Andy Galloway wrote:In the August issue of Genii, Tom Stone said that the original Ramsay Cylinder & Coins routine does not make much sense. There are threads which are started and go nowhere,such as the first feint with the lid. Why use a wand etc.?
I am delighted that you took time to share your thoughts here, and I hope you will write again.
First of all, I think there is a point that seems to be unclear - the article is a theoretical essay about structure.
The handling I described is highly experimental, and should not be interpreted as an "real" alternative handling for Ramsay's "Cylinder and Coins". I put it together only for the purpose of this essay - nothing else.
The main problem with magical theory is that it easily becomes "high brow", esoteric and it's often difficult to understand how the theory could be applied on a practical level.
So after having written three rather "dry" columns, I wanted to illustrate how the ideas in those columns might be applied in a pragmatic fashion, hands-on. But how?
If I used a completely new effect to illustrate with, my points might become diffuse, as there would be no point of reference.
If I used an older effect to illustrate with, there might still be readers who didn't have access to the original description.
So, I decided to see if there were anything suitable in the back issues of Genii - because then "faithful" subscribers would already have access to it, and it wouldn't cost new subscribers a fortune to order that back issue.
...and flipping through the back issues, I quickly found Ramsay's "Cylinder and Coins" in the november 2008 issue. Since I had talked a bit about Ramsay in my May column, it seemed like a good choice to use his piece as an illustration for my theoretical essay.
So, during a week, 10-12 weeks ago, I put together my experimental handling, wrote the essay and illustrated it (the illustrations took a lot of time, about one hour/illustration).
So, if one would view the essay as a "real" alternative handling for Ramsay's routine, I wouldn't protest if it were deemed to be utter crap.
Fortunately, my handling is just an experiment to illustrate theoretical points. And from that perspective I think it is brilliant. (I got the august issue yesterday, and have just read my piece, so I hope I'm allowed this day to feel good about it ;) ).
As someone who had the priviledge of receiving personal instruction from its creator, I will try and explain Mr. Ramsay`s thinking behind some of the moves,bearing in mind that it was devised to puzzle magicians.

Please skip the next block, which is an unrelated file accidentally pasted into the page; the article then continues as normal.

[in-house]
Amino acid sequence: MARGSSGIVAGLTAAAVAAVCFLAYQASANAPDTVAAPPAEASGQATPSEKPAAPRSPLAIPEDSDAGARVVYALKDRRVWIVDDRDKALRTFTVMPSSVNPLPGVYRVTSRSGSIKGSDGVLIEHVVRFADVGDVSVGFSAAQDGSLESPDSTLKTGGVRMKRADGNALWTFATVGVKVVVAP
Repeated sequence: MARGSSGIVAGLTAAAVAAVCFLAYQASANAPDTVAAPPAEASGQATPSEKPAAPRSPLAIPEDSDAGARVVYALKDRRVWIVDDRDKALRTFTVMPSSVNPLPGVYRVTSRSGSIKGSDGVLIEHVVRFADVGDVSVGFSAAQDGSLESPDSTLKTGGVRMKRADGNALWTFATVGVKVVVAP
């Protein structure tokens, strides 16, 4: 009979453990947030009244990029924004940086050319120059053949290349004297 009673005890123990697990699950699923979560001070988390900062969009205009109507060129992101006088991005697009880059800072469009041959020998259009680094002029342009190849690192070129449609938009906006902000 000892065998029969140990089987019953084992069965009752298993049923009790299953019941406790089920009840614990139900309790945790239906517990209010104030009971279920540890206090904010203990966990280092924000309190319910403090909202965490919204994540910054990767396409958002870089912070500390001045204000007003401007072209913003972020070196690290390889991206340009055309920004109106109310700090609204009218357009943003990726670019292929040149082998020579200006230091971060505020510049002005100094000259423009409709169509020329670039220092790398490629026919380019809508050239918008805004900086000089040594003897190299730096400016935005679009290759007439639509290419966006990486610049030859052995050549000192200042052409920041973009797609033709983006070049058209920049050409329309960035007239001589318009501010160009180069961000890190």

When I said that Mr. Ramsay's routine made no sense, I meant when viewed in the context of a story structure (which was the topic of the essay).
If viewed from the context of decieving fellow magicians, then I'm sure that the original routine makes all the sense in the world.
... But there the problem emerges - when the main audience isn't fellow magicians, then it is tempting to remove the parts that are feints for the informed only. And when those parts are removed... well, then there isn't much left but a skeleton with a lot of flaws.
While I've seen variant handlings I greatly admire, I have not found anyone who have deemed it suitable to close an act with. And I believe it have the potential to become a closer.
The feint of apparently loading something under the lid was to provide some misdirection for the first critical move in the routine,that is lifting the cylinder to reveal the stack of coins with piece of cork on top of it, at the same time concealing the fake in the cylinder. While the spectators were wondering what could be under the lid, they could not give there full attention to cylinder.
Unfortunately, that isn't misdirection, that is distraction.
While it probably is effective to accomplish the goal of shielding the first critical move - it has the undesireable side effect that the lid now are a part of the plot, the "story".
And if the lid is a part of the story, then it should be weaved back into the routine again, why else is it introduced? (Besides the internal reason of giving cover for a secret move).
A simple solution would be to let a coin actually appear underneath the lid at some point. Like: "I need my wand to make the coins teleport into the cylinder, because if I don't use the wand, then the coins goes underneath the lid instead."
I am very grateful, Andrew, that you took your time to post your thoughts here, and I hope you are not offended that my thoughts don't share the same paths as yours. If you read my May column, I hope you noticed that I have the highest respect for Mr. Ramsay's intellectual legacy.
I hope this has addressed some of Tom`s reservations about the original trick and despite it`s apparent limitations, it still seems to capture the imagination of several of the top close-up performers in the World.
As a little mind game - let's imagine that Mr. Ramsay stopped aging when he was at his creative peak, and still were alive today. Let's also say that he never created the Cylinder and Coins when he did.
Imagine that he through the years shared thoughts about misdirection with Slydini, took an interest in Juan Tamariz' writings about False Solutions, discussed the art of deception with Tommy Wonder... constantly evolving his own brand of misdirection.
...And imagine that he today, for the first time, happens to pick up a hollow coin stack... turning it around in his hands while thinking "I wonder what I can to with this little thing?"
Do you think that the resulting routine would be identical to the one that he really created back then? What would be different? Nothing? Everything?